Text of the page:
That developers and real estate agents market certain buildings to certain demographics (yuppies! hipsters! bankers! philanderers!) is no secret. But often they run afoul of local housing discrimination codes and the federal Fair Housing Act. In New York City, it is illegal (PDF) to consider race, color, religion, nationality, gender, sexual preference, age, marital status, disability, immigrant status, legal occupation, or whether children will be living with them when determining a renter or buyer’s qualifications. That’s why Craigslist and Village Voice ads can land their listers in trouble when they say a condo is “ideal for bachelors” (discriminates against married folks) or “perfect for college grads” (discriminates against seniors).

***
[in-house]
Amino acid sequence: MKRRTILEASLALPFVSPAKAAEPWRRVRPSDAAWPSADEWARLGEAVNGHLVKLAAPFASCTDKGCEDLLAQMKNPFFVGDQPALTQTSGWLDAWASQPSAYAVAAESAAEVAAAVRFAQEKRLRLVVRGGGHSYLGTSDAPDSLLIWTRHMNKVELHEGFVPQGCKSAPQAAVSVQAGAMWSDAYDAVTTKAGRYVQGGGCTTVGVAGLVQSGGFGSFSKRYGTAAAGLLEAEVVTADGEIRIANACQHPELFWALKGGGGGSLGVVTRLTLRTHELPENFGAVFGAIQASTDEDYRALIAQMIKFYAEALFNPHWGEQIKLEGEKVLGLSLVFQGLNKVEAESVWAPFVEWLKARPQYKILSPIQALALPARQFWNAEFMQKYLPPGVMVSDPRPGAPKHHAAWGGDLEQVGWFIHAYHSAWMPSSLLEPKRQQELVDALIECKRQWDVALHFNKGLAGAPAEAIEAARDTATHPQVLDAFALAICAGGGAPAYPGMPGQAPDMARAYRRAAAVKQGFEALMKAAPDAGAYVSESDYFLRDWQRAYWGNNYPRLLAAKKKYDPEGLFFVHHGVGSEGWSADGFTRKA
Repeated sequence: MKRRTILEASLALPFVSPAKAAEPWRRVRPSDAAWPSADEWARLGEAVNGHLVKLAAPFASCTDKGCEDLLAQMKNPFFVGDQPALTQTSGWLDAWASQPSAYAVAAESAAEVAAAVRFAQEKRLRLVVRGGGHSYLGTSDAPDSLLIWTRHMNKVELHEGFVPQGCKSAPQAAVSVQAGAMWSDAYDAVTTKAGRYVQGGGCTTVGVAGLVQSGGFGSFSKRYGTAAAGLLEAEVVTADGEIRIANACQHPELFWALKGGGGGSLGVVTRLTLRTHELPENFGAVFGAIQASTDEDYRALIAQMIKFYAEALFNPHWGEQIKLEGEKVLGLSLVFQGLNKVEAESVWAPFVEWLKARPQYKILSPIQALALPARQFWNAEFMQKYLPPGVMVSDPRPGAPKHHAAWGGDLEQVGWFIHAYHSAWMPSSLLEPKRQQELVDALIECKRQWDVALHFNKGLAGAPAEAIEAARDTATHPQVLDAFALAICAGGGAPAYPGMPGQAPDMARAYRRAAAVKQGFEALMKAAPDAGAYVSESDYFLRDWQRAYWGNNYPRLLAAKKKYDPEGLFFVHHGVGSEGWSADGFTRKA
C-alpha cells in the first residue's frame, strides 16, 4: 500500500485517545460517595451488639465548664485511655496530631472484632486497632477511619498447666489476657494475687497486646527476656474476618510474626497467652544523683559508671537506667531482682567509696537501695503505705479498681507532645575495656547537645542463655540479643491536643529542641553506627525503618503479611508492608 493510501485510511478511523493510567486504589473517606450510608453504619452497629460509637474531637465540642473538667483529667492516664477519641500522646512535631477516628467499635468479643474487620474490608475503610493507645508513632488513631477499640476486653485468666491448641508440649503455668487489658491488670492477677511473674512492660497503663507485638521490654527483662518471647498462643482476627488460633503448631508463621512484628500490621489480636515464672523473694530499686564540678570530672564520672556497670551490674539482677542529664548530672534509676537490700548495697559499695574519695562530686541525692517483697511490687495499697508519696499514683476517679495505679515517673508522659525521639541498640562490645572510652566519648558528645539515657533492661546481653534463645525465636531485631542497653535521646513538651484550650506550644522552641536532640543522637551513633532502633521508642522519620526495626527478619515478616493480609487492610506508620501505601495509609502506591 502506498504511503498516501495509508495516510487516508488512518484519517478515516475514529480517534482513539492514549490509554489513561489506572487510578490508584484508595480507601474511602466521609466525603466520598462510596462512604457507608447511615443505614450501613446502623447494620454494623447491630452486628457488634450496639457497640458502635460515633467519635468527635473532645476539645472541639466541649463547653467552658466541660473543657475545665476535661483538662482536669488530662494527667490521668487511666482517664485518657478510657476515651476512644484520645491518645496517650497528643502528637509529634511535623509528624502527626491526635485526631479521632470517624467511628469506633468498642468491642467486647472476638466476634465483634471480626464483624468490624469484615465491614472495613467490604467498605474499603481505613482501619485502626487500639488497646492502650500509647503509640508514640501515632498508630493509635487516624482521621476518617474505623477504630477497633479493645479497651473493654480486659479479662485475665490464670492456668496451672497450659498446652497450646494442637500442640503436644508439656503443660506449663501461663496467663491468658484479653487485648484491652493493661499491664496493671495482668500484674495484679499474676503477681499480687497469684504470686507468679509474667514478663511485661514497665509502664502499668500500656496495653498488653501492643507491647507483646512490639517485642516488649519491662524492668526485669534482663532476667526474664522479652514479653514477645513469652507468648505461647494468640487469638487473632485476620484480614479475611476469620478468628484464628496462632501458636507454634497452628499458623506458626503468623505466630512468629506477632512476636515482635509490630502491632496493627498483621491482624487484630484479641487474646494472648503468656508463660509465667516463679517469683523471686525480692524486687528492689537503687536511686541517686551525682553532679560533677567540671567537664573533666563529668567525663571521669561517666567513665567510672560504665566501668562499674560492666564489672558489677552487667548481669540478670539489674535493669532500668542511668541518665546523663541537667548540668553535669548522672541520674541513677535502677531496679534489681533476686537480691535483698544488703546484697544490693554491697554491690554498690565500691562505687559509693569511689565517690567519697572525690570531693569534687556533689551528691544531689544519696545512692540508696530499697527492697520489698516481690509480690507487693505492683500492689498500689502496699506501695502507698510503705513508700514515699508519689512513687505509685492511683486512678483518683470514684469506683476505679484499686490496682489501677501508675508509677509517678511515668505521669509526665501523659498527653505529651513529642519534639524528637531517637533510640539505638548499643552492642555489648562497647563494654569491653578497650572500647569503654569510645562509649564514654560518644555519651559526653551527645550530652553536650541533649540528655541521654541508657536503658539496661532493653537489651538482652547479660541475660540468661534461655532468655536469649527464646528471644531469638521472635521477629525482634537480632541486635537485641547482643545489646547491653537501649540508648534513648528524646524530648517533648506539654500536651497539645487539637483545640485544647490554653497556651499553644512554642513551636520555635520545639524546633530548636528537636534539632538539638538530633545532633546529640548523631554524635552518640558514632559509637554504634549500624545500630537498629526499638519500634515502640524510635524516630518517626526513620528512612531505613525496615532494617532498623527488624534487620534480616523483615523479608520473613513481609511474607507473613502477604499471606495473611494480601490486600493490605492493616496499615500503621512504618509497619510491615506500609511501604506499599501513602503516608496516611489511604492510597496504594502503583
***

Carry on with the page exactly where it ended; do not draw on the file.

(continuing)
We’ll leave it to state attorneys general — or our J.D.-holding readers — to figure out whether certain advertising encourages such discrimination, but we’ll present this gay case study for the new Port 10 building on Manhattan’s West 28th Street. A Curbed source (the developer?) says it’ll be the “first gay marketed apartment building in NYC.”
Does that run afoul of housing codes prohibiting discrimination based on sexual orientation? Namely, heterosexuality?